No matter what the efficacy of other treatments and therapies they have undergone, the vast majority of our clients will at some stage be referred for multi-disciplinary pain management.
There is no one universal approach offered by pain clinics, who instead have at their disposal a wide range of treatments and support, which to a certain degree they can use to tailor therapy to the individual. As they cannot ‘cure’ the patient’s pain, the role of the pain clinic is best summarised as supporting a patient in developing self-help skills to control and relieve their pain. It is hoped that through these coping strategies, the patient will experience an overall improvement in their quality of life.
In addition to the more common outpatient approach, a few centres are equipped to offer inpatient programmes. The advantage of inpatient pain management is that for a limited period, usually between two and four weeks, both the patient and the multi-disciplinary team are focused entirely on working together to develop coping strategies. This is often more difficult and therefore less successful when attending as an outpatient once a week over the course of a number of weeks or months.
Most pain clinics operate some form of selection criteria. This will involve the patient attending an assessment with one or more members of the clinical team, often a specialist pain doctor and a psychologist.
When it comes to our clients who are referred for pain management, I’m occasionally surprised to find that some are deemed not suitable, either at all, or not until other issues have been addressed.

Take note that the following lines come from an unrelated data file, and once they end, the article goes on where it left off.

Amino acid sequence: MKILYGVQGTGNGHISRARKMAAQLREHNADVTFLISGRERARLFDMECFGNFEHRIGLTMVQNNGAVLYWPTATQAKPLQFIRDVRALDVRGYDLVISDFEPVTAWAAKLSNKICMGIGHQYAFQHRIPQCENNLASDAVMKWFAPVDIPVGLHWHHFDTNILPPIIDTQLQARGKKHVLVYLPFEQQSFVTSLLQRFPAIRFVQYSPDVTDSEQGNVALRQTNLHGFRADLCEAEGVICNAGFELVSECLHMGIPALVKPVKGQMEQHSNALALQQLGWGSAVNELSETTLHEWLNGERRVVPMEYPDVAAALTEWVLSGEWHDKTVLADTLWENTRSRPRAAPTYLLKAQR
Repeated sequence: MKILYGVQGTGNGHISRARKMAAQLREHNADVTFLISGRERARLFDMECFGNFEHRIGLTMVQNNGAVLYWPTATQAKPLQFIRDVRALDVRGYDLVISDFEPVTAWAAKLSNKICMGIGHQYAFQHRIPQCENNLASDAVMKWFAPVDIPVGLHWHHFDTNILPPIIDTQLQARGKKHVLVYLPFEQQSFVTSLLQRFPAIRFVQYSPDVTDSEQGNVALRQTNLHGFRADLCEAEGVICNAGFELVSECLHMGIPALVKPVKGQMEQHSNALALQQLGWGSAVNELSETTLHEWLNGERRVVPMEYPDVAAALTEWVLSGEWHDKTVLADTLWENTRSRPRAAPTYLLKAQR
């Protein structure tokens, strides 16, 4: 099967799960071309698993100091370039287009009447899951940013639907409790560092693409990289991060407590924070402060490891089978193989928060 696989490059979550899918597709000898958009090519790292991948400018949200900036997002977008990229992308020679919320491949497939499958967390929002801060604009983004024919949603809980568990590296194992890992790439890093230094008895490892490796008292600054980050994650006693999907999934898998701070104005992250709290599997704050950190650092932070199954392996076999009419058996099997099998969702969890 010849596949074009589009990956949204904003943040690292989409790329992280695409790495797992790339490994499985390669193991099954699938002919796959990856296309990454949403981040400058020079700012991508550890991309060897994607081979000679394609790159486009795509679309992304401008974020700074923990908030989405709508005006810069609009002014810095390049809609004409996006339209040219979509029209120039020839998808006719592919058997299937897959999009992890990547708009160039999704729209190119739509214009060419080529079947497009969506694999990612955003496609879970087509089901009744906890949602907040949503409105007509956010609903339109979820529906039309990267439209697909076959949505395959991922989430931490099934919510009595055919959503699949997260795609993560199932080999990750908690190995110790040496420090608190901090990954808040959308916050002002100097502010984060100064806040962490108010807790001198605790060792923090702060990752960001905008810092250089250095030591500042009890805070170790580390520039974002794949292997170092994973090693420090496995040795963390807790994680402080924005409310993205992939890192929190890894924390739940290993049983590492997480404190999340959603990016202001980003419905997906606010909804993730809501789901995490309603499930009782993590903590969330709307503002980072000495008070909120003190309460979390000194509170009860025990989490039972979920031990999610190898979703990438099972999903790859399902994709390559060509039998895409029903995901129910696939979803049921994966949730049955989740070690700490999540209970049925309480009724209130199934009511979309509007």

One strictly non-medical issue which we find can initially lead to exclusion is involvement in litigation. The reason commonly given for this is ‘a lack of autonomous motivation for rehabilitation‘; in other words pain clinics are not keen to treat if they perceive, rightly or wrongly, that the attendance is in response to litigation. There is a definite belief among clinicians that patients respond better to treatment once litigation has concluded. This may result from a perception that when compensation is involved there may be less incentive to fully engage in the programme with a view to improvement. In addition, many believe that the stress of the litigation process itself is an unnecessary distraction.
Now, for the first time, a study has been published which examines “the process of assessing and selecting patients for a pain management programme”. The study, which appears in the British Journal of Pain, reviewed “the records of 200 consecutive patients who attended a multidisciplinary assessment” for the INPUT Programme at Guy’s and St Thomas’s Hospital in London between September and December 2014. The study provides some interesting insights into the assessment process and its outcome.
The guidelines used for assessment were those of the British Pain Society which include defined inclusion/exclusion criteria and the study authors were interested in exploring how those criteria were applied in practice.
Overall, 53% of those assessed were offered a place on one of the department’s pain management programmes, with a little over 30% offered an immediate place on an inpatient programme. Of the others not discharged following assessment, 11.6% were deemed to require case management before admission to an inpatient programme, 8.1% were referred to an outpatient programme and a small number were referred for individual treatment.
However, nearly 45% were discharged entirely following assessment. “The three most frequently used reasons for exclusion were: not ready to engage with the pain management approach (35%), complex psychological or other needs needing to be prioritised (29.5%) and the patient declining a programme (19.3%).” Of these, perhaps the latter is the most surprising.
The authors concluded:
“Reviewing the use of inclusion/exclusion criteria revealed some challenges regarding patient selection. For example, a sizable proportion of patients were still seeking pain reduction and were not open to a self-management approach when this was the recommended treatment for them. Complex patients might need other treatment approaches before they can be considered for a programme. Having a range of pain management options of varying intensities available seems helpful in meeting individual patient need.”